Perennials, specifically trees, do more than just provide food year after year.  They provide shelter for song birds, nectar for bees and butterflies, provide shade, have beautiful blooms and help prevent erosion.  Annuals, when done without thought, can deplete soil and add to erosion.

Here are some the perennials we have added to our property thus far:

Blueberries:

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The beautiful bush has beautiful flowers in spring, followed by berries and present a red hue in fall, .  I have planted 16 of these plants on our property so far and may plant more in the future.  I have heard that the plants will last up to 50 years.  That may be the rest of my life.  We have selected six different types blueberries that fruit from the beginning of summer to the beginning of fall and each has a slightly different flavor.

Strawberries:

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We planted a total of 50 plants from two different varieties.  They live around the blueberry plants as they both like acidic soil.  You can expect about 3 years of production out of strawberry plants. They make an excellent ground cover and produce beautiful white flowers.  Beautiful and Tasty!  This is the theme of my landscaping.

Elderberry:

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This is one of the two elderberry trees I planted less than two weeks ago which was shipped bare roots.  Being shipped bare roots means that when your tree arrives, it looks like a dead stick.  So please don’t judge it’s appearance yet.  You can see it has little green leaves sprouting.  The plant is starting to make itself feel at home.

Elderberries are medicinals.  Elderberry syrup can be used as a powerful antibiotic that is not harmful to your natural balance as medicines provided by the big pharmaceutical companies.  (my opinion, and I’m not a doctor)  The fact is that you can buy elderberry syrup on Amazon for between $10 – $20 for 8 ounces.  or you can make it yourself, which I will demonstrate once I have elderberries from my trees to use.

You can also make elderberry wine, and jelly.  A well-rounded plant with many uses.

Apple Tree:

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Currently, I have two apple trees. I’m not sure if or how many more we may add.  Apples trees also get beautiful white flowers before they fruit, and can fruit for up to 50 years.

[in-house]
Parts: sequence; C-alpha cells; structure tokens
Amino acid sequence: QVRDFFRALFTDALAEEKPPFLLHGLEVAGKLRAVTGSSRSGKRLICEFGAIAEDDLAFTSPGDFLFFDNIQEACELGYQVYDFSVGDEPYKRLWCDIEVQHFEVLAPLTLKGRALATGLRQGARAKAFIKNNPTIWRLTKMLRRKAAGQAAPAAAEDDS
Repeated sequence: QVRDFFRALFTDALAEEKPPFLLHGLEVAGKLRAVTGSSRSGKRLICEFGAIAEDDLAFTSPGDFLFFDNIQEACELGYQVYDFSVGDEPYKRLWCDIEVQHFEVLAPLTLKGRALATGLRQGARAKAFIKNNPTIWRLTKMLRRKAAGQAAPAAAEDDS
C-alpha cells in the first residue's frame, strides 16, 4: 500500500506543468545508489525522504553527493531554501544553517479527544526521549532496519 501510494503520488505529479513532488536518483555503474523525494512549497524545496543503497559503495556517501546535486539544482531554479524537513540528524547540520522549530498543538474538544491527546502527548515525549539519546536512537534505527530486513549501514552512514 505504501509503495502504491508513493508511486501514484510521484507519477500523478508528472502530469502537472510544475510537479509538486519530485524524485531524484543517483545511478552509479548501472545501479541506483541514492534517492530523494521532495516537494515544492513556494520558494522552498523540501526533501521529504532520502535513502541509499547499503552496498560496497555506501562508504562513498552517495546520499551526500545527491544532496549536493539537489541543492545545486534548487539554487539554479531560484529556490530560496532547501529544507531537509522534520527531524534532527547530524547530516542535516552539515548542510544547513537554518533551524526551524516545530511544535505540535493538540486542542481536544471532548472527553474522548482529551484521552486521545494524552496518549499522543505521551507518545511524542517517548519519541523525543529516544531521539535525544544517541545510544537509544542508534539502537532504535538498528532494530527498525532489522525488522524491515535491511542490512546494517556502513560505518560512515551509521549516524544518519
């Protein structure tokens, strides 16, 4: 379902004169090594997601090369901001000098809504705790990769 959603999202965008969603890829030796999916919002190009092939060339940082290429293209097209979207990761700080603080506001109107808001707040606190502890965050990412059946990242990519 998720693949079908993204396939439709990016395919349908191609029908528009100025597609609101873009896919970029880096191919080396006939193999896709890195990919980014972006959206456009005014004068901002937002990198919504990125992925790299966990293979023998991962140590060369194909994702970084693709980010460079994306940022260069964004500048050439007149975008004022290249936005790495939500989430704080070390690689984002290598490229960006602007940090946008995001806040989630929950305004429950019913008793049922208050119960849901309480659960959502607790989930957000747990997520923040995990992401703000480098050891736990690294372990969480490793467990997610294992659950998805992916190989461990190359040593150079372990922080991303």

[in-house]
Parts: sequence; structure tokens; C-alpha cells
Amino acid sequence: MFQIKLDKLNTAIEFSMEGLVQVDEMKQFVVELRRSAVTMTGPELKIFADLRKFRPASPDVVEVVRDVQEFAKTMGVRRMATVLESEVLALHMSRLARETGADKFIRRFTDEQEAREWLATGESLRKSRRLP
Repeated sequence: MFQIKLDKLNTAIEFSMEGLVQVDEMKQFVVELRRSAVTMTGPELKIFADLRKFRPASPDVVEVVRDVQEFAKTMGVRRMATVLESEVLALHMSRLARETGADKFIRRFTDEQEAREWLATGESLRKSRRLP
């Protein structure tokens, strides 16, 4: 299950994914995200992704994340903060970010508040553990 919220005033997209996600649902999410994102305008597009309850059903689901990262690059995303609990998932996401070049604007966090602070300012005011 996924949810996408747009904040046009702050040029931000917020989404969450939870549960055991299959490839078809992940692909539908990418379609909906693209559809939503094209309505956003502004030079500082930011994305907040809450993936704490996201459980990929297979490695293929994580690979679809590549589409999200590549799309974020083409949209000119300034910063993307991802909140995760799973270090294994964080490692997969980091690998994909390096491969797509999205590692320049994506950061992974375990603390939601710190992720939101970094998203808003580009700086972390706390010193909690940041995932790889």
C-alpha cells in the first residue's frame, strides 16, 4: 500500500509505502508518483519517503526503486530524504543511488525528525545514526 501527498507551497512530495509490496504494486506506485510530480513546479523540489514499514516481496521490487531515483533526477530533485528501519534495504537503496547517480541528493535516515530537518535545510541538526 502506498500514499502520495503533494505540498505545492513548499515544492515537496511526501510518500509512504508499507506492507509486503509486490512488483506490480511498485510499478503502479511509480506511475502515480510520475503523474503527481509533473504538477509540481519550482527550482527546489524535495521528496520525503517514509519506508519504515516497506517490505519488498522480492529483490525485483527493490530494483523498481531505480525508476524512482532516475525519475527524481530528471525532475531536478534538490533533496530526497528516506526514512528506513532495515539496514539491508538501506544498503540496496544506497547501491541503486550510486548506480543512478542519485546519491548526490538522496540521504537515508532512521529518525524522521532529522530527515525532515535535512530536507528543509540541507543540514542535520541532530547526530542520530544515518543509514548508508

Paw Paw:

20140513_190939What in the world is a paw paw?  A paw paw is actually a plant that is native to the Eastern United States.  For those of use living in that region, it means they are quite easy to grow.  The flowers are gorgeous and attract the Zebra Swallowtail Butterfly.  Some gardeners and wildlife lovers plant this tree for the sole purpose of enjoying the Zebra Swallowtail and the beautiful blooms of the tree.  BUT WAIT!! THERE’S MORE!  Easy to grow, beautiful, attracts and supports a rare butterfly.  More than that? Yes.

Paw paws produce a fruit that has a custard-like consistency and tastes like vanilla banana.  You will need more than one, as they are not able to pollinate themselves.

Plums:

IMG_1994I have one plum tree that is a self-pollinating variety.  This spring it treated us to beautiful flowers for over a week.  The show it puts on competes with that of the exclusively decorative trees.  And you get delicious sweet fruits from it.

Peach Tree:

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This was a bonus on our property.  This peach tree lives on the edge of the wooded area, and we assume it is a volunteer from a discarded peach pit.  We were pleasantly surprised by peaches last year, and we look forward to it again.  Jaxson enjoyed them quite a bit:

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Almond Tree:

This looks very similar to the peach tree and is related to the peach tree.  In fact, the peach and almond tree can cross pollinate.  As you can see, both trees get beautiful pink blooms in Spring.

Pear Tree:

We have two Pear trees in our chicken run. They look very similar to the apple trees and have wonderful white flowers in the Spring.

We also have 2 grape vines, asparagus, lavender and mint (which has a hint of chocolate).  We still have many more perennials we are planning on adding.

You may be thinking, “What are you going to do with all of this fruit?”. We do food preservation.  We would like to share our wholesome, natural, local food with our community.  So once we get a surplus, we may make it available for purchase.  What we don’t eat, preserve, or share we can give to our chickens and let the birds eat.  And even if they rot on the ground, they are adding fertility to our soil.  There are so many pros and not many cons.